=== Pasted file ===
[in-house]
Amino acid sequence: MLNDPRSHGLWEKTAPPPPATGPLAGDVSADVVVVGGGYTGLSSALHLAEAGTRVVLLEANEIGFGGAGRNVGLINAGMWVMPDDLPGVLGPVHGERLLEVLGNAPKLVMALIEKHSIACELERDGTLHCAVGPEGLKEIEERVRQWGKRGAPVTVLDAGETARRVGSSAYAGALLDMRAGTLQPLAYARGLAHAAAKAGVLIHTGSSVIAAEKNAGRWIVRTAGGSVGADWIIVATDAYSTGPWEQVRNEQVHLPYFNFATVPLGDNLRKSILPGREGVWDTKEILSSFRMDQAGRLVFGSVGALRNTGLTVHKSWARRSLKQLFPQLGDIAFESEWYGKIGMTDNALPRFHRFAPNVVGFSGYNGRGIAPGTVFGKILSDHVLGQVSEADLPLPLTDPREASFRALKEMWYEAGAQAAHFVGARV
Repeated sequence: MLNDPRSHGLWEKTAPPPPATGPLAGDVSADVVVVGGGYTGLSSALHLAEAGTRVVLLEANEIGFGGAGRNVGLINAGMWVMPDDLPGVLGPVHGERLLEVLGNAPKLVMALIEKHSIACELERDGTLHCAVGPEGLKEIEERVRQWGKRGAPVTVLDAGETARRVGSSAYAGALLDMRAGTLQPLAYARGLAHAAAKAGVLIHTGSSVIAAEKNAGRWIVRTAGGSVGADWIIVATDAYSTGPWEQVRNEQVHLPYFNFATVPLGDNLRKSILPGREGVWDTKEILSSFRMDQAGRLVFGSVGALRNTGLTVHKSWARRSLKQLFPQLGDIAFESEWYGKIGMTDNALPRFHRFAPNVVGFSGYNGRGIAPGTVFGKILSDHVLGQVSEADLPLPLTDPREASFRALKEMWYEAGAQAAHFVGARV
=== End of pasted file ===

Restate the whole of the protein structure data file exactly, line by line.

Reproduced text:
[in-house]
Amino acid sequence: MLNDPRSHGLWEKTAPPPPATGPLAGDVSADVVVVGGGYTGLSSALHLAEAGTRVVLLEANEIGFGGAGRNVGLINAGMWVMPDDLPGVLGPVHGERLLEVLGNAPKLVMALIEKHSIACELERDGTLHCAVGPEGLKEIEERVRQWGKRGAPVTVLDAGETARRVGSSAYAGALLDMRAGTLQPLAYARGLAHAAAKAGVLIHTGSSVIAAEKNAGRWIVRTAGGSVGADWIIVATDAYSTGPWEQVRNEQVHLPYFNFATVPLGDNLRKSILPGREGVWDTKEILSSFRMDQAGRLVFGSVGALRNTGLTVHKSWARRSLKQLFPQLGDIAFESEWYGKIGMTDNALPRFHRFAPNVVGFSGYNGRGIAPGTVFGKILSDHVLGQVSEADLPLPLTDPREASFRALKEMWYEAGAQAAHFVGARV
Repeated sequence: MLNDPRSHGLWEKTAPPPPATGPLAGDVSADVVVVGGGYTGLSSALHLAEAGTRVVLLEANEIGFGGAGRNVGLINAGMWVMPDDLPGVLGPVHGERLLEVLGNAPKLVMALIEKHSIACELERDGTLHCAVGPEGLKEIEERVRQWGKRGAPVTVLDAGETARRVGSSAYAGALLDMRAGTLQPLAYARGLAHAAAKAGVLIHTGSSVIAAEKNAGRWIVRTAGGSVGADWIIVATDAYSTGPWEQVRNEQVHLPYFNFATVPLGDNLRKSILPGREGVWDTKEILSSFRMDQAGRLVFGSVGALRNTGLTVHKSWARRSLKQLFPQLGDIAFESEWYGKIGMTDNALPRFHRFAPNVVGFSGYNGRGIAPGTVFGKILSDHVLGQVSEADLPLPLTDPREASFRALKEMWYEAGAQAAHFVGARV